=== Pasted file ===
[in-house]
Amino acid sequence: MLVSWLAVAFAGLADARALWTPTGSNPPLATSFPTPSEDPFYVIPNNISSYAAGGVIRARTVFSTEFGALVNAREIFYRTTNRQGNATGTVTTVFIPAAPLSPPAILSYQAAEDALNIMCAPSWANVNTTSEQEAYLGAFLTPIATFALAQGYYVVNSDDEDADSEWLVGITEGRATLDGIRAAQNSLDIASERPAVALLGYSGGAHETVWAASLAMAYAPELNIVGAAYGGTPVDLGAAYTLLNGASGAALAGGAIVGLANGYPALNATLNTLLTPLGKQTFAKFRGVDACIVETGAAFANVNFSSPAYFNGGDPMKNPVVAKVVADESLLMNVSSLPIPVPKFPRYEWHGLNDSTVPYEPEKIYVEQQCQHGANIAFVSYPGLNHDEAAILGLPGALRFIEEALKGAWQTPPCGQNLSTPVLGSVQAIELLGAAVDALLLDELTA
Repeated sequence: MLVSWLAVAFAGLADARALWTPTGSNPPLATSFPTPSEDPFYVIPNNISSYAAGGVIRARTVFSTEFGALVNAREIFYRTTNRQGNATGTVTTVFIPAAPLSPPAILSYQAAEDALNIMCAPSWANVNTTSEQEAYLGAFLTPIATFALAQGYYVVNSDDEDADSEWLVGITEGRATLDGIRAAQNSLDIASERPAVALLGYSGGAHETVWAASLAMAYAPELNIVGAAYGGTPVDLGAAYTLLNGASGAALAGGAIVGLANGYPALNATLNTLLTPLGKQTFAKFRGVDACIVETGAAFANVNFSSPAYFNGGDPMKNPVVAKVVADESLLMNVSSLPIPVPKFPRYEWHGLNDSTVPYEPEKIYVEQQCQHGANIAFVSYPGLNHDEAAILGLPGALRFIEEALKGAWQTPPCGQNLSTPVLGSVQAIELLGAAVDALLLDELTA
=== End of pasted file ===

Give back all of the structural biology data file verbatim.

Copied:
[in-house]
Amino acid sequence: MLVSWLAVAFAGLADARALWTPTGSNPPLATSFPTPSEDPFYVIPNNISSYAAGGVIRARTVFSTEFGALVNAREIFYRTTNRQGNATGTVTTVFIPAAPLSPPAILSYQAAEDALNIMCAPSWANVNTTSEQEAYLGAFLTPIATFALAQGYYVVNSDDEDADSEWLVGITEGRATLDGIRAAQNSLDIASERPAVALLGYSGGAHETVWAASLAMAYAPELNIVGAAYGGTPVDLGAAYTLLNGASGAALAGGAIVGLANGYPALNATLNTLLTPLGKQTFAKFRGVDACIVETGAAFANVNFSSPAYFNGGDPMKNPVVAKVVADESLLMNVSSLPIPVPKFPRYEWHGLNDSTVPYEPEKIYVEQQCQHGANIAFVSYPGLNHDEAAILGLPGALRFIEEALKGAWQTPPCGQNLSTPVLGSVQAIELLGAAVDALLLDELTA
Repeated sequence: MLVSWLAVAFAGLADARALWTPTGSNPPLATSFPTPSEDPFYVIPNNISSYAAGGVIRARTVFSTEFGALVNAREIFYRTTNRQGNATGTVTTVFIPAAPLSPPAILSYQAAEDALNIMCAPSWANVNTTSEQEAYLGAFLTPIATFALAQGYYVVNSDDEDADSEWLVGITEGRATLDGIRAAQNSLDIASERPAVALLGYSGGAHETVWAASLAMAYAPELNIVGAAYGGTPVDLGAAYTLLNGASGAALAGGAIVGLANGYPALNATLNTLLTPLGKQTFAKFRGVDACIVETGAAFANVNFSSPAYFNGGDPMKNPVVAKVVADESLLMNVSSLPIPVPKFPRYEWHGLNDSTVPYEPEKIYVEQQCQHGANIAFVSYPGLNHDEAAILGLPGALRFIEEALKGAWQTPPCGQNLSTPVLGSVQAIELLGAAVDALLLDELTA